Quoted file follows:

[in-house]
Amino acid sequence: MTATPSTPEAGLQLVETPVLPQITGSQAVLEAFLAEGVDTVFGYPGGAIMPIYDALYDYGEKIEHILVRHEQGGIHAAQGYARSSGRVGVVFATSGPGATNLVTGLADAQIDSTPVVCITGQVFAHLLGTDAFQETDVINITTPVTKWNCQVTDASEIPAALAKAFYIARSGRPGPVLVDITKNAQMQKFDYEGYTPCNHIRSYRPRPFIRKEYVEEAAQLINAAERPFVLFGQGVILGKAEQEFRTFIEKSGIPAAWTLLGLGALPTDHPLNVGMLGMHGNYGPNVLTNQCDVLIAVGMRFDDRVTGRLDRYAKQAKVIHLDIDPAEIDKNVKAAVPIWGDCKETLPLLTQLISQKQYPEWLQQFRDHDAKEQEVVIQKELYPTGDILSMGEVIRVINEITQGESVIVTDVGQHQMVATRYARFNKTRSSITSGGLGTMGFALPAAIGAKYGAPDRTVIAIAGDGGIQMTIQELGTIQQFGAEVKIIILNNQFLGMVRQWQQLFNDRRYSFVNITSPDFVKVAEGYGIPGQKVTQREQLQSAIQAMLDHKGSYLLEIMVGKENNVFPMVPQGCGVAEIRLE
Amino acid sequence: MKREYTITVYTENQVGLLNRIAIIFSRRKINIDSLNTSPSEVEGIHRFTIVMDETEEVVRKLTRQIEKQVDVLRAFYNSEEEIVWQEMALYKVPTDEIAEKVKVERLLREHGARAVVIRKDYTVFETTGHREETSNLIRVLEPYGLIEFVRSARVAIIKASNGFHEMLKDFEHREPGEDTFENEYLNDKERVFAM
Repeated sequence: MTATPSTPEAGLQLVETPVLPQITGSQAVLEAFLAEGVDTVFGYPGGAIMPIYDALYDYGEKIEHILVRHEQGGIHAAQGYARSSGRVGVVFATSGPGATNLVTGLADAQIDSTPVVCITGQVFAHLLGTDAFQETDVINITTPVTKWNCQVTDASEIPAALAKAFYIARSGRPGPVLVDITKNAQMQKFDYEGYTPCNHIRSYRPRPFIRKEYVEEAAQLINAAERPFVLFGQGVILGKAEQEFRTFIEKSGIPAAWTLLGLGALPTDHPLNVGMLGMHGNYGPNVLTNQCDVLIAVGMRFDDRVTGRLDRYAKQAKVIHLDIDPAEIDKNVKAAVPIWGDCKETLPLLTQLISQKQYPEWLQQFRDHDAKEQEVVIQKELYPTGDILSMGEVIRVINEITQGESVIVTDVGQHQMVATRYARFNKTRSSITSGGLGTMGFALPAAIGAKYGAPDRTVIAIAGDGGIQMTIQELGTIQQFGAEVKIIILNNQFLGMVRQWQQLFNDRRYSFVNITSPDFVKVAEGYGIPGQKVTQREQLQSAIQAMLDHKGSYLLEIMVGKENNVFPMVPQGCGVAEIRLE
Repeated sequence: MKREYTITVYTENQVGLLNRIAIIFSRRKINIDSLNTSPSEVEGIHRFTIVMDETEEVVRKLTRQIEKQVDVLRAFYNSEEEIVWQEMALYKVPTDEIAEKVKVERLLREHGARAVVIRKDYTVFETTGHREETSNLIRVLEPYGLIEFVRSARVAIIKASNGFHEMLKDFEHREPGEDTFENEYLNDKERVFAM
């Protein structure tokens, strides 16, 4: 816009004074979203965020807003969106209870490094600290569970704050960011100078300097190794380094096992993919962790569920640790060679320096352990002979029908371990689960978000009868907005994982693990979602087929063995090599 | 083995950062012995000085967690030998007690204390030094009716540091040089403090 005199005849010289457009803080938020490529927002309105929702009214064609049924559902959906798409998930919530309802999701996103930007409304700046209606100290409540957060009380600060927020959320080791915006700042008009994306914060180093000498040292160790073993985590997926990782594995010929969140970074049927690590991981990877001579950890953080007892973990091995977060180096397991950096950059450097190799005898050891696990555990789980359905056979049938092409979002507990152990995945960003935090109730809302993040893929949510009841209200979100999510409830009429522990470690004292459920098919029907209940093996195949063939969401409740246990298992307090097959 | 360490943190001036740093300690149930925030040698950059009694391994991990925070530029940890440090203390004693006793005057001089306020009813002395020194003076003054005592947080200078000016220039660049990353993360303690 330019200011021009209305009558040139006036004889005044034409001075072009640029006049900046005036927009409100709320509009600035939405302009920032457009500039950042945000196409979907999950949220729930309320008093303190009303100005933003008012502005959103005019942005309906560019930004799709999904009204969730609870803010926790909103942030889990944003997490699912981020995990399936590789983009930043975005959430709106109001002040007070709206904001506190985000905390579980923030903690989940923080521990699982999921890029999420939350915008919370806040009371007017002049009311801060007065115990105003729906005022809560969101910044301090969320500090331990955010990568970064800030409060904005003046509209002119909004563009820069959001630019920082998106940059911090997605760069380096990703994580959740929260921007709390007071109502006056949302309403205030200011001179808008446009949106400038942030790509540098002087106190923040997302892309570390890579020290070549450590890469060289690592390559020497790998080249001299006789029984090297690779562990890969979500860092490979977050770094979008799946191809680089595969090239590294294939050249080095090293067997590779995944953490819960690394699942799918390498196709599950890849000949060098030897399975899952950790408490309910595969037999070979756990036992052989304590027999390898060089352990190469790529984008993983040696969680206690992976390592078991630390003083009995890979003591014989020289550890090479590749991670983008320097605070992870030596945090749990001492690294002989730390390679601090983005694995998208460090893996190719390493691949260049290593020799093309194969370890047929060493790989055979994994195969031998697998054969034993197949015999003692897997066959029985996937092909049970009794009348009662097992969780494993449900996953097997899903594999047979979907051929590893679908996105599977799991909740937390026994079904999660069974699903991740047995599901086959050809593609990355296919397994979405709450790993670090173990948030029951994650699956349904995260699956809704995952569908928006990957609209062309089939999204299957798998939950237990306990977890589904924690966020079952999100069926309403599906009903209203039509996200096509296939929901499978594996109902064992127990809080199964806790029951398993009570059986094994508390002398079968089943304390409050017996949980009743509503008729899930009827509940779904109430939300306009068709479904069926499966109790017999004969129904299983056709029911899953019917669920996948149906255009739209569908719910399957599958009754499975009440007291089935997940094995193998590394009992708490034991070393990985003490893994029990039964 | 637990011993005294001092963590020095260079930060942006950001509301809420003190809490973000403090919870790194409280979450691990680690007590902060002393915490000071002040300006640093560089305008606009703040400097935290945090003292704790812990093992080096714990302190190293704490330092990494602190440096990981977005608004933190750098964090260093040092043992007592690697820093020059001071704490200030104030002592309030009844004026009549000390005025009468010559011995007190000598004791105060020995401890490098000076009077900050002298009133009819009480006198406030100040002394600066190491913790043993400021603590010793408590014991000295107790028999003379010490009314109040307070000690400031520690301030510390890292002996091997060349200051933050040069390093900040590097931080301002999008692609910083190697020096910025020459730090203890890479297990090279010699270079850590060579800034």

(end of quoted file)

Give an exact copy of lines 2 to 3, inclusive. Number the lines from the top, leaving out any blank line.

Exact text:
Amino acid sequence: MTATPSTPEAGLQLVETPVLPQITGSQAVLEAFLAEGVDTVFGYPGGAIMPIYDALYDYGEKIEHILVRHEQGGIHAAQGYARSSGRVGVVFATSGPGATNLVTGLADAQIDSTPVVCITGQVFAHLLGTDAFQETDVINITTPVTKWNCQVTDASEIPAALAKAFYIARSGRPGPVLVDITKNAQMQKFDYEGYTPCNHIRSYRPRPFIRKEYVEEAAQLINAAERPFVLFGQGVILGKAEQEFRTFIEKSGIPAAWTLLGLGALPTDHPLNVGMLGMHGNYGPNVLTNQCDVLIAVGMRFDDRVTGRLDRYAKQAKVIHLDIDPAEIDKNVKAAVPIWGDCKETLPLLTQLISQKQYPEWLQQFRDHDAKEQEVVIQKELYPTGDILSMGEVIRVINEITQGESVIVTDVGQHQMVATRYARFNKTRSSITSGGLGTMGFALPAAIGAKYGAPDRTVIAIAGDGGIQMTIQELGTIQQFGAEVKIIILNNQFLGMVRQWQQLFNDRRYSFVNITSPDFVKVAEGYGIPGQKVTQREQLQSAIQAMLDHKGSYLLEIMVGKENNVFPMVPQGCGVAEIRLE
Amino acid sequence: MKREYTITVYTENQVGLLNRIAIIFSRRKINIDSLNTSPSEVEGIHRFTIVMDETEEVVRKLTRQIEKQVDVLRAFYNSEEEIVWQEMALYKVPTDEIAEKVKVERLLREHGARAVVIRKDYTVFETTGHREETSNLIRVLEPYGLIEFVRSARVAIIKASNGFHEMLKDFEHREPGEDTFENEYLNDKERVFAM